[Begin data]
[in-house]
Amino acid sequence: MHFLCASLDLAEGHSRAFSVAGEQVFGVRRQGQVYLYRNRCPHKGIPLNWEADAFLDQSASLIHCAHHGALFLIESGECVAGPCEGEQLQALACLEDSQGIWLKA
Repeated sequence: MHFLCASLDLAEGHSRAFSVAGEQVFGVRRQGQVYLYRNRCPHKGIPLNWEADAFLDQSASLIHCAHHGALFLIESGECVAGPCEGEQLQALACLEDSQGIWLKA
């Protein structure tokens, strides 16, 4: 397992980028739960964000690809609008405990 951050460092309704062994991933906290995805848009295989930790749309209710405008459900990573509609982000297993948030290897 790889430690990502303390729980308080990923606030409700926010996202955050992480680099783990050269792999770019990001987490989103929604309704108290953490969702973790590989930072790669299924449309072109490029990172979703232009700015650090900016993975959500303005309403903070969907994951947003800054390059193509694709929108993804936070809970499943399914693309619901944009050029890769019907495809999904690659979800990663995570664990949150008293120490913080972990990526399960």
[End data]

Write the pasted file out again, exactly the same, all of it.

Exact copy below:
[in-house]
Amino acid sequence: MHFLCASLDLAEGHSRAFSVAGEQVFGVRRQGQVYLYRNRCPHKGIPLNWEADAFLDQSASLIHCAHHGALFLIESGECVAGPCEGEQLQALACLEDSQGIWLKA
Repeated sequence: MHFLCASLDLAEGHSRAFSVAGEQVFGVRRQGQVYLYRNRCPHKGIPLNWEADAFLDQSASLIHCAHHGALFLIESGECVAGPCEGEQLQALACLEDSQGIWLKA
């Protein structure tokens, strides 16, 4: 397992980028739960964000690809609008405990 951050460092309704062994991933906290995805848009295989930790749309209710405008459900990573509609982000297993948030290897 790889430690990502303390729980308080990923606030409700926010996202955050992480680099783990050269792999770019990001987490989103929604309704108290953490969702973790590989930072790669299924449309072109490029990172979703232009700015650090900016993975959500303005309403903070969907994951947003800054390059193509694709929108993804936070809970499943399914693309619901944009050029890769019907495809999904690659979800990663995570664990949150008293120490913080972990990526399960």